Research methods


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Methods &Techniques

Lab Exp: when IV can be controlled or manipulated directly by researcher using standardized procedures and settings. Field Exp: conducted in the natural environment of p's involving some degreee of control/manipulation. Natural/Quasi Exp: May take place in labs or in genuine settings but IV is naturally occuring.LAB EXP: + Controlled and standardised procedures are easier to replicate which means that results can be assessed for reliability. + Setting allows for control of potentially confounding variables.+setting allows for standardization of procedure so that variables can be kept constant. - results gained in lab may not be replicated in real situations so often results lack generalisability beyond research setting. - P's may behave differently in labs than in natural environments so demand characteristics and researcher effects affect the results. - practically difficult to create in a lab a scenario that reflects real life, so results may lack eco-validity. Field Exp: + if p's are unaware that their behaviour is being observed there will be no demand characteristics displayed. +P's are less likely yo be affected by researcher effects than in a lab exp. + behaviour is taking place in a real not artificial environment therefore results are more ecologically valid. - LAck of control and standardization over research setting makes replication difficult. - It may be practically difficult or/and unethical for researchers to gather data unobtrusively.-it may be practically difficult to gain access to the kind of research environment required for the research. Natural exp: + method can be combined with either a lab-based method/field depending upon what is being investigated.+as the IV is naturally occuring results are often more ecologically valid.+method can point to cause and effect relationship in rare or atypical behaviours that are otherwise difficult to study. -Participant variables may confound results e.g. personal experiences,- it maybe practically difficut to find the naturally occuring IV due to its rarity. - If IV is rarely occuring or untypical, samples maybe small and unrepresentative and results then lack generalisability.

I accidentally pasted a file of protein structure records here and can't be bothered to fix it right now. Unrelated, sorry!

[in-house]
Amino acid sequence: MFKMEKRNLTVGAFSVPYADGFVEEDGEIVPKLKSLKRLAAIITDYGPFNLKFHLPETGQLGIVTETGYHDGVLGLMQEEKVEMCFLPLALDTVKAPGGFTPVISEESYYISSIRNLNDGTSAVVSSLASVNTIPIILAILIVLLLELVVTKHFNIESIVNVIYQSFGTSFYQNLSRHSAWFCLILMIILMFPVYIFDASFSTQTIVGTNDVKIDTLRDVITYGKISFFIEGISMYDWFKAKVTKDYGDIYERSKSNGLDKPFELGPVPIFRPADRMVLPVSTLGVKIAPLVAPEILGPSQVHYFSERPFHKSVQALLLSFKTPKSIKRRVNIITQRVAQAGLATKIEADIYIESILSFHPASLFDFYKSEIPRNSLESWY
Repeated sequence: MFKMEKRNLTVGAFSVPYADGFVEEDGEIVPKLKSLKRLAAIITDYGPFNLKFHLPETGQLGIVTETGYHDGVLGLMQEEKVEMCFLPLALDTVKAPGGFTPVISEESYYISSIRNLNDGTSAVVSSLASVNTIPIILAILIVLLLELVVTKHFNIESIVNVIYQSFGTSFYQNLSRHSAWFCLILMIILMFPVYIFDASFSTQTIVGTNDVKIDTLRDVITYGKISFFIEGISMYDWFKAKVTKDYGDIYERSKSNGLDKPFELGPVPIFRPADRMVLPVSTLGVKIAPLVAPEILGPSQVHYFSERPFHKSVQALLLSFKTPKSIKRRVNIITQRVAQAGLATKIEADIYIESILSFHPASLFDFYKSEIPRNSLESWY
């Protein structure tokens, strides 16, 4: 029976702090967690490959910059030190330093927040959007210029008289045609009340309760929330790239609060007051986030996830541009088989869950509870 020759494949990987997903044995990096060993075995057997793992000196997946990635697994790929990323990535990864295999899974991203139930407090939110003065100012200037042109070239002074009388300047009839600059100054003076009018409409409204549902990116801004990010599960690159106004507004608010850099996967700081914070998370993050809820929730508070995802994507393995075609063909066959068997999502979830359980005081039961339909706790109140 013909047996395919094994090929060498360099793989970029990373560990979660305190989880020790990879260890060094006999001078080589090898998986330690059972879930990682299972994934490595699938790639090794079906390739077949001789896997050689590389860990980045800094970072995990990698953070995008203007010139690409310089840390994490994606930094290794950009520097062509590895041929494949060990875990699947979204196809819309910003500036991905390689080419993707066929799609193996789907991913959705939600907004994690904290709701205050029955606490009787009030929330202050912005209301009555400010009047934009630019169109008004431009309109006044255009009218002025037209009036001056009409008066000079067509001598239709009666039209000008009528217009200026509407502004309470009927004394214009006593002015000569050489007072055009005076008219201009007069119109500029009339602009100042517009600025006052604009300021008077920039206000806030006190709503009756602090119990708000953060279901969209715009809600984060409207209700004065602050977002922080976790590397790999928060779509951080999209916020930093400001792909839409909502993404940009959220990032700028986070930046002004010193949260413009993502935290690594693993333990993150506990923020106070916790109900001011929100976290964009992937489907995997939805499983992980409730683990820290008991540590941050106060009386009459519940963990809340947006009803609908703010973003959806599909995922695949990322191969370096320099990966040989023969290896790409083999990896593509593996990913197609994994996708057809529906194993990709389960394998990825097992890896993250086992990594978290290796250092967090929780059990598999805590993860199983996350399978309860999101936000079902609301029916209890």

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Correlational analysis

To establish the direction and strength of relationships between variables.

+Avoids some of the practical &ethical problems raised by other methods as there is no direct involvement with or manipulation of p's.

+can reveal the direction and strength of a relationship between variables.

+Can be used on data from ecologically valid sources e.g. actual health stats.

-Cannot reveal cause + effect relationshiops.

-uses only quantitative data which may be reductionist and not holistic

-can only be performed on quan data which is ordinal or interval.

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Usually doesn't involve any direct manipulationof the IV.

Refers to the way in which the iv is measured, e.g. how data is gathered

disclosed observation-Sometimes p's know they are being observed

undisclosed observation-Sometimes they do not.

Participant observation-sometimes researchers are part of the setup.

Observer bias may be more likely in participant observation as researchers may become personally involved.

Controlled observations-involve researcher controlling certain variables-most labs. +allows for control and good access to p's, - often leads to p's feeling dehumanised and reacting to the artificial situation in which they find themselves. P's might behave in a very dif. way when in a lab and this tends not to reflect real life.

Field observations-involves researcher observing naturally occuring behaviour-has + of yielding data that is high in eco-validity.